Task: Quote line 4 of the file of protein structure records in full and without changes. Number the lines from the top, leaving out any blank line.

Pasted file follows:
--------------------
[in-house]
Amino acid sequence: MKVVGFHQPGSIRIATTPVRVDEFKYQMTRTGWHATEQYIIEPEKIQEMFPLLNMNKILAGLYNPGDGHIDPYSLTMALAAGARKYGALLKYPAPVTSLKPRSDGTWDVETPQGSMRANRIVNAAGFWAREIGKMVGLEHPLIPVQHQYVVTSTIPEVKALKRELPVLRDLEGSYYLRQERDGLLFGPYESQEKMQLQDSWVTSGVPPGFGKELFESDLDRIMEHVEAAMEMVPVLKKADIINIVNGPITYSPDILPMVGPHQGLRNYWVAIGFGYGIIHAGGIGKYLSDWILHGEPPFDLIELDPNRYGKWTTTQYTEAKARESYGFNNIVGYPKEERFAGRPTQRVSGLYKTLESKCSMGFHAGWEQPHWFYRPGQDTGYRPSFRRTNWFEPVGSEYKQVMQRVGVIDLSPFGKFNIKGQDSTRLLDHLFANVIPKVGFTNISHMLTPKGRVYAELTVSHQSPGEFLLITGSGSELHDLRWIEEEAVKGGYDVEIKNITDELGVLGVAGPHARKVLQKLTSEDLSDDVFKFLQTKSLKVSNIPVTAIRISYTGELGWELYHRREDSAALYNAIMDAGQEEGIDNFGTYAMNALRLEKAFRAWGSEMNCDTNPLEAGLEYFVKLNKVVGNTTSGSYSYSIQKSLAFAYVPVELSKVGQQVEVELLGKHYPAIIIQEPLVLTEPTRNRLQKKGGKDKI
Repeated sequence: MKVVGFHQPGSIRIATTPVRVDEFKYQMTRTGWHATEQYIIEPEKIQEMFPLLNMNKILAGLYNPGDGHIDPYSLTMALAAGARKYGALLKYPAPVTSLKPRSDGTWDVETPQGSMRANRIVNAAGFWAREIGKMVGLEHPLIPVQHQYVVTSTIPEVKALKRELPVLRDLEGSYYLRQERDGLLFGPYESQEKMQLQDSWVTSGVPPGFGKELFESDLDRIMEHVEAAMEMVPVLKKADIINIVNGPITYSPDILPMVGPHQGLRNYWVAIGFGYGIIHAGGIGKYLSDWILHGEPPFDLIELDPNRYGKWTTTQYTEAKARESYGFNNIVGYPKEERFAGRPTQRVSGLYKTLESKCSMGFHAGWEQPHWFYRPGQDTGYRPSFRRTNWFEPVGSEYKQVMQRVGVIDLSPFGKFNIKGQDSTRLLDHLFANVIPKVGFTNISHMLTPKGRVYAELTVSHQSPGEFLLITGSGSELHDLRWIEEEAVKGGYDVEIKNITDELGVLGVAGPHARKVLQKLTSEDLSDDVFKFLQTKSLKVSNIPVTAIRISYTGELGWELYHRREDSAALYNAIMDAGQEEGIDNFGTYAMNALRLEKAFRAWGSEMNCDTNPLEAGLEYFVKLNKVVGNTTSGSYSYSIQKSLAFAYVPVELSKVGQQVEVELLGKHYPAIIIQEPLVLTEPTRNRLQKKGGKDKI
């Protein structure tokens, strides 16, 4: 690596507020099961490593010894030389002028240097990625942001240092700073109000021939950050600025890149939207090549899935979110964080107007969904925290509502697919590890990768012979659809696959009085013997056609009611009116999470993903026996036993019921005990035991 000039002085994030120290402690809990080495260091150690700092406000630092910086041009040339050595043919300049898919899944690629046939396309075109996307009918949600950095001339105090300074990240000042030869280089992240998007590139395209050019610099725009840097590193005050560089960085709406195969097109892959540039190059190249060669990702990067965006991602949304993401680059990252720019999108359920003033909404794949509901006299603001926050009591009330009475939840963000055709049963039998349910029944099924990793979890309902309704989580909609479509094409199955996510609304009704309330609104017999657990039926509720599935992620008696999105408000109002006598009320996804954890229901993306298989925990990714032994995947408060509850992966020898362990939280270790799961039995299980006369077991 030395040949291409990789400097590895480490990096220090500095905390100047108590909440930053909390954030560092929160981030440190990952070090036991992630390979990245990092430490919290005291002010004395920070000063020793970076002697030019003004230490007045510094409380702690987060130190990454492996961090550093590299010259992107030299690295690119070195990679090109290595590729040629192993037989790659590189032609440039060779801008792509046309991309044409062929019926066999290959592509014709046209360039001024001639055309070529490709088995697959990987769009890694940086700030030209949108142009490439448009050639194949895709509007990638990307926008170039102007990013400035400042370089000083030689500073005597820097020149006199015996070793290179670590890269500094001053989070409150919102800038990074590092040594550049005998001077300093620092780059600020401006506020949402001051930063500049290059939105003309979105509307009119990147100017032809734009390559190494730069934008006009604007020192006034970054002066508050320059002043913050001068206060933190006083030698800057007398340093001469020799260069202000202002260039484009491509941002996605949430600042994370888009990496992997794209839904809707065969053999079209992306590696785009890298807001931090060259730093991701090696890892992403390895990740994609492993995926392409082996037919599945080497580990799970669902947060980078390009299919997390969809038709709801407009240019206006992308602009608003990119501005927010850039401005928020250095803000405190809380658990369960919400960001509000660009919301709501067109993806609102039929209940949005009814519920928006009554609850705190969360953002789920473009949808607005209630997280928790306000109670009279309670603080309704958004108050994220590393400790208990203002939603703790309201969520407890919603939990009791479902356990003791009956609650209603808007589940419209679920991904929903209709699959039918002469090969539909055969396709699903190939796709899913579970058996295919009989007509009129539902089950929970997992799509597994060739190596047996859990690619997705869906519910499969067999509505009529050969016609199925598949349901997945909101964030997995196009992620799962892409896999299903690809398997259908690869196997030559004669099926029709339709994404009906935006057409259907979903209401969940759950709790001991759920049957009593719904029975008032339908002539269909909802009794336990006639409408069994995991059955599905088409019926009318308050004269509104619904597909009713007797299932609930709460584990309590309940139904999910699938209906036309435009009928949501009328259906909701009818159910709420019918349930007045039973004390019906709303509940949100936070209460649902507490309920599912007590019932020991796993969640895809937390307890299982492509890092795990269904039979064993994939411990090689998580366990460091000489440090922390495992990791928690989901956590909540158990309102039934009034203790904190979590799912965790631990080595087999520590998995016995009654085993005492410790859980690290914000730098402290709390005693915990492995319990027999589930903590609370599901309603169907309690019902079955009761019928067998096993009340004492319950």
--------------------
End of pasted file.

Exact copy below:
């Protein structure tokens, strides 16, 4: 690596507020099961490593010894030389002028240097990625942001240092700073109000021939950050600025890149939207090549899935979110964080107007969904925290509502697919590890990768012979659809696959009085013997056609009611009116999470993903026996036993019921005990035991 000039002085994030120290402690809990080495260091150690700092406000630092910086041009040339050595043919300049898919899944690629046939396309075109996307009918949600950095001339105090300074990240000042030869280089992240998007590139395209050019610099725009840097590193005050560089960085709406195969097109892959540039190059190249060669990702990067965006991602949304993401680059990252720019999108359920003033909404794949509901006299603001926050009591009330009475939840963000055709049963039998349910029944099924990793979890309902309704989580909609479509094409199955996510609304009704309330609104017999657990039926509720599935992620008696999105408000109002006598009320996804954890229901993306298989925990990714032994995947408060509850992966020898362990939280270790799961039995299980006369077991 030395040949291409990789400097590895480490990096220090500095905390100047108590909440930053909390954030560092929160981030440190990952070090036991992630390979990245990092430490919290005291002010004395920070000063020793970076002697030019003004230490007045510094409380702690987060130190990454492996961090550093590299010259992107030299690295690119070195990679090109290595590729040629192993037989790659590189032609440039060779801008792509046309991309044409062929019926066999290959592509014709046209360039001024001639055309070529490709088995697959990987769009890694940086700030030209949108142009490439448009050639194949895709509007990638990307926008170039102007990013400035400042370089000083030689500073005597820097020149006199015996070793290179670590890269500094001053989070409150919102800038990074590092040594550049005998001077300093620092780059600020401006506020949402001051930063500049290059939105003309979105509307009119990147100017032809734009390559190494730069934008006009604007020192006034970054002066508050320059002043913050001068206060933190006083030698800057007398340093001469020799260069202000202002260039484009491509941002996605949430600042994370888009990496992997794209839904809707065969053999079209992306590696785009890298807001931090060259730093991701090696890892992403390895990740994609492993995926392409082996037919599945080497580990799970669902947060980078390009299919997390969809038709709801407009240019206006992308602009608003990119501005927010850039401005928020250095803000405190809380658990369960919400960001509000660009919301709501067109993806609102039929209940949005009814519920928006009554609850705190969360953002789920473009949808607005209630997280928790306000109670009279309670603080309704958004108050994220590393400790208990203002939603703790309201969520407890919603939990009791479902356990003791009956609650209603808007589940419209679920991904929903209709699959039918002469090969539909055969396709699903190939796709899913579970058996295919009989007509009129539902089950929970997992799509597994060739190596047996859990690619997705869906519910499969067999509505009529050969016609199925598949349901997945909101964030997995196009992620799962892409896999299903690809398997259908690869196997030559004669099926029709339709994404009906935006057409259907979903209401969940759950709790001991759920049957009593719904029975008032339908002539269909909802009794336990006639409408069994995991059955599905088409019926009318308050004269509104619904597909009713007797299932609930709460584990309590309940139904999910699938209906036309435009009928949501009328259906909701009818159910709420019918349930007045039973004390019906709303509940949100936070209460649902507490309920599912007590019932020991796993969640895809937390307890299982492509890092795990269904039979064993994939411990090689998580366990460091000489440090922390495992990791928690989901956590909540158990309102039934009034203790904190979590799912965790631990080595087999520590998995016995009654085993005492410790859980690290914000730098402290709390005693915990492995319990027999589930903590609370599901309603169907309690019902079955009761019928067998096993009340004492319950």